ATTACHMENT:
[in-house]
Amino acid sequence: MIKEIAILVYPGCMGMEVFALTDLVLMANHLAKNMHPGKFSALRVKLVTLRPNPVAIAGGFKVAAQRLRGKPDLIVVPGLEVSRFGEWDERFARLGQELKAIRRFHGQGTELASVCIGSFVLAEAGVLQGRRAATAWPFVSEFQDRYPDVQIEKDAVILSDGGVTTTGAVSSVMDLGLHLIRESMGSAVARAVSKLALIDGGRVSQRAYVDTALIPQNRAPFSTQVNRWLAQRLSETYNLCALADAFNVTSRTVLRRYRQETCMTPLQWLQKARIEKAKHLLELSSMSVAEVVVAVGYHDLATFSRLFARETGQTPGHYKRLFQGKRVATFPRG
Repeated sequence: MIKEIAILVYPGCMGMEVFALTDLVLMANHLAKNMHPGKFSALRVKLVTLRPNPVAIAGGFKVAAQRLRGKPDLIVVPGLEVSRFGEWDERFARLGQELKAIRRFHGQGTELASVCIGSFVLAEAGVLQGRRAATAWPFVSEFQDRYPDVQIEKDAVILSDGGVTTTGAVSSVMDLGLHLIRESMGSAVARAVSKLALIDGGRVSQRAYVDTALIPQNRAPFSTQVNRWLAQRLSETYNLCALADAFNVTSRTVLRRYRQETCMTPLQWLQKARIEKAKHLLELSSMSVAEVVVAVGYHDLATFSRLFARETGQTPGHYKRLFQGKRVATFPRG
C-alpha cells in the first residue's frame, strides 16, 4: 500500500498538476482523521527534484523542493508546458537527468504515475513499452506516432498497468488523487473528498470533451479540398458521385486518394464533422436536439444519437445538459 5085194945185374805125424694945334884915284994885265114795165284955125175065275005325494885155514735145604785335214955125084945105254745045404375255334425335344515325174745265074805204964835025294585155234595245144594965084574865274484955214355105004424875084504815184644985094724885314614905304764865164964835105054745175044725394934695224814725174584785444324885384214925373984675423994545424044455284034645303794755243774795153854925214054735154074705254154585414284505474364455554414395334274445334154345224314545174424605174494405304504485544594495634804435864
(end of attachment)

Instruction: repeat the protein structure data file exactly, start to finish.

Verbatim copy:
[in-house]
Amino acid sequence: MIKEIAILVYPGCMGMEVFALTDLVLMANHLAKNMHPGKFSALRVKLVTLRPNPVAIAGGFKVAAQRLRGKPDLIVVPGLEVSRFGEWDERFARLGQELKAIRRFHGQGTELASVCIGSFVLAEAGVLQGRRAATAWPFVSEFQDRYPDVQIEKDAVILSDGGVTTTGAVSSVMDLGLHLIRESMGSAVARAVSKLALIDGGRVSQRAYVDTALIPQNRAPFSTQVNRWLAQRLSETYNLCALADAFNVTSRTVLRRYRQETCMTPLQWLQKARIEKAKHLLELSSMSVAEVVVAVGYHDLATFSRLFARETGQTPGHYKRLFQGKRVATFPRG
Repeated sequence: MIKEIAILVYPGCMGMEVFALTDLVLMANHLAKNMHPGKFSALRVKLVTLRPNPVAIAGGFKVAAQRLRGKPDLIVVPGLEVSRFGEWDERFARLGQELKAIRRFHGQGTELASVCIGSFVLAEAGVLQGRRAATAWPFVSEFQDRYPDVQIEKDAVILSDGGVTTTGAVSSVMDLGLHLIRESMGSAVARAVSKLALIDGGRVSQRAYVDTALIPQNRAPFSTQVNRWLAQRLSETYNLCALADAFNVTSRTVLRRYRQETCMTPLQWLQKARIEKAKHLLELSSMSVAEVVVAVGYHDLATFSRLFARETGQTPGHYKRLFQGKRVATFPRG
C-alpha cells in the first residue's frame, strides 16, 4: 500500500498538476482523521527534484523542493508546458537527468504515475513499452506516432498497468488523487473528498470533451479540398458521385486518394464533422436536439444519437445538459 5085194945185374805125424694945334884915284994885265114795165284955125175065275005325494885155514735145604785335214955125084945105254745045404375255334425335344515325174745265074805204964835025294585155234595245144594965084574865274484955214355105004424875084504815184644985094724885314614905304764865164964835105054745175044725394934695224814725174584785444324885384214925373984675423994545424044455284034645303794755243774795153854925214054735154074705254154585414284505474364455554414395334274445334154345224314545174424605174494405304504485544594495634804435864